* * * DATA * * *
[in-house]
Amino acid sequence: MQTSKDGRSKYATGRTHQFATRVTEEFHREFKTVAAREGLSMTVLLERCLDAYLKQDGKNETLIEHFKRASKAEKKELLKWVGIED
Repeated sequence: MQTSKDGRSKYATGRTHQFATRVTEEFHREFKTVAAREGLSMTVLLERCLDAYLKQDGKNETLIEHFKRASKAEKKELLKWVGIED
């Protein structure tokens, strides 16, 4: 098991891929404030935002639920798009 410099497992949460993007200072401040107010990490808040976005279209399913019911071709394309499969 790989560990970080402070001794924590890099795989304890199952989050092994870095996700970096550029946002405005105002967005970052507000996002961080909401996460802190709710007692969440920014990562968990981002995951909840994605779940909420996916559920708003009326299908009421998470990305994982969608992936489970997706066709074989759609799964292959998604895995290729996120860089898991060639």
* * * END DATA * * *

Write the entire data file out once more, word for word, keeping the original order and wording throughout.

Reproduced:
[in-house]
Amino acid sequence: MQTSKDGRSKYATGRTHQFATRVTEEFHREFKTVAAREGLSMTVLLERCLDAYLKQDGKNETLIEHFKRASKAEKKELLKWVGIED
Repeated sequence: MQTSKDGRSKYATGRTHQFATRVTEEFHREFKTVAAREGLSMTVLLERCLDAYLKQDGKNETLIEHFKRASKAEKKELLKWVGIED
């Protein structure tokens, strides 16, 4: 098991891929404030935002639920798009 410099497992949460993007200072401040107010990490808040976005279209399913019911071709394309499969 790989560990970080402070001794924590890099795989304890199952989050092994870095996700970096550029946002405005105002967005970052507000996002961080909401996460802190709710007692969440920014990562968990981002995951909840994605779940909420996916559920708003009326299908009421998470990305994982969608992936489970997706066709074989759609799964292959998604895995290729996120860089898991060639």